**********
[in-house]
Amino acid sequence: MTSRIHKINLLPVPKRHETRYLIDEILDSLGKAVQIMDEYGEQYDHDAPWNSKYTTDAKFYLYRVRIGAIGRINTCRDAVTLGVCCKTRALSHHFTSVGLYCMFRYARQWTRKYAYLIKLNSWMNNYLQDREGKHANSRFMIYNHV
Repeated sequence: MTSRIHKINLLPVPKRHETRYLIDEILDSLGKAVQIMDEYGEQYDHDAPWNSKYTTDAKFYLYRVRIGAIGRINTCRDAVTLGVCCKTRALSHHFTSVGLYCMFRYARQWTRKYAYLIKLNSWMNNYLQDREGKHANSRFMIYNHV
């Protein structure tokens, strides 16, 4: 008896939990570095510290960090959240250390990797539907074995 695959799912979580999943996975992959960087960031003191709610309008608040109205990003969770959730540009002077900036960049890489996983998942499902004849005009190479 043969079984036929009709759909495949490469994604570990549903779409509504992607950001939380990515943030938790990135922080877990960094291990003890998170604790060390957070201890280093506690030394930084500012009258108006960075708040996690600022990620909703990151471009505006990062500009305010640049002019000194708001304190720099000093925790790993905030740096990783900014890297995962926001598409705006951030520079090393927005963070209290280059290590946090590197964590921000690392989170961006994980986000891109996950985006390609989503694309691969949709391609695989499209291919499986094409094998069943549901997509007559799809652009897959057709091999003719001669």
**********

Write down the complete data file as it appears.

[in-house]
Amino acid sequence: MTSRIHKINLLPVPKRHETRYLIDEILDSLGKAVQIMDEYGEQYDHDAPWNSKYTTDAKFYLYRVRIGAIGRINTCRDAVTLGVCCKTRALSHHFTSVGLYCMFRYARQWTRKYAYLIKLNSWMNNYLQDREGKHANSRFMIYNHV
Repeated sequence: MTSRIHKINLLPVPKRHETRYLIDEILDSLGKAVQIMDEYGEQYDHDAPWNSKYTTDAKFYLYRVRIGAIGRINTCRDAVTLGVCCKTRALSHHFTSVGLYCMFRYARQWTRKYAYLIKLNSWMNNYLQDREGKHANSRFMIYNHV
């Protein structure tokens, strides 16, 4: 008896939990570095510290960090959240250390990797539907074995 695959799912979580999943996975992959960087960031003191709610309008608040109205990003969770959730540009002077900036960049890489996983998942499902004849005009190479 043969079984036929009709759909495949490469994604570990549903779409509504992607950001939380990515943030938790990135922080877990960094291990003890998170604790060390957070201890280093506690030394930084500012009258108006960075708040996690600022990620909703990151471009505006990062500009305010640049002019000194708001304190720099000093925790790993905030740096990783900014890297995962926001598409705006951030520079090393927005963070209290280059290590946090590197964590921000690392989170961006994980986000891109996950985006390609989503694309691969949709391609695989499209291919499986094409094998069943549901997509007559799809652009897959057709091999003719001669």